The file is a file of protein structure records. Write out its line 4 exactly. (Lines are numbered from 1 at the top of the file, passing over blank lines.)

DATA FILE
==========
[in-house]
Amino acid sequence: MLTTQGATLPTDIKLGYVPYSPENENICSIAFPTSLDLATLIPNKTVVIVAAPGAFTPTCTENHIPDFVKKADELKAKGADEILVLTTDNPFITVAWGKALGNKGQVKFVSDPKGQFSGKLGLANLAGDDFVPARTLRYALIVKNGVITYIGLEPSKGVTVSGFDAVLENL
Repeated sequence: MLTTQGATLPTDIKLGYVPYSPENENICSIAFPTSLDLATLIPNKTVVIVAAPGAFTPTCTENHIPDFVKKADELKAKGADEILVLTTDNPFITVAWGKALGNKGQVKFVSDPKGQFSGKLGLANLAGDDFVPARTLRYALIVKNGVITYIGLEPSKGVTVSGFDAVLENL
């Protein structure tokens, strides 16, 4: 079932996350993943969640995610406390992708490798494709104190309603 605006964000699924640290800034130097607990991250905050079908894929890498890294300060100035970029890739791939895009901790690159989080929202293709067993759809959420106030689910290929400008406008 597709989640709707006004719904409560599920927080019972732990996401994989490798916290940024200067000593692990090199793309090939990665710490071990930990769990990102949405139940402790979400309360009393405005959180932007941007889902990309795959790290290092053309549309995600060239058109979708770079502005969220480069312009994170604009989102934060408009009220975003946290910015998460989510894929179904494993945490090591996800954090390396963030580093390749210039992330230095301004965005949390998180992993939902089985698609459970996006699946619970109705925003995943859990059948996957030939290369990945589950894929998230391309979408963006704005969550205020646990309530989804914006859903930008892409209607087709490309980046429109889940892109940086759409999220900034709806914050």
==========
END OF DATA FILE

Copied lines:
């Protein structure tokens, strides 16, 4: 079932996350993943969640995610406390992708490798494709104190309603 605006964000699924640290800034130097607990991250905050079908894929890498890294300060100035970029890739791939895009901790690159989080929202293709067993759809959420106030689910290929400008406008 597709989640709707006004719904409560599920927080019972732990996401994989490798916290940024200067000593692990090199793309090939990665710490071990930990769990990102949405139940402790979400309360009393405005959180932007941007889902990309795959790290290092053309549309995600060239058109979708770079502005969220480069312009994170604009989102934060408009009220975003946290910015998460989510894929179904494993945490090591996800954090390396963030580093390749210039992330230095301004965005949390998180992993939902089985698609459970996006699946619970109705925003995943859990059948996957030939290369990945589950894929998230391309979408963006704005969550205020646990309530989804914006859903930008892409209607087709490309980046429109889940892109940086759409999220900034709806914050």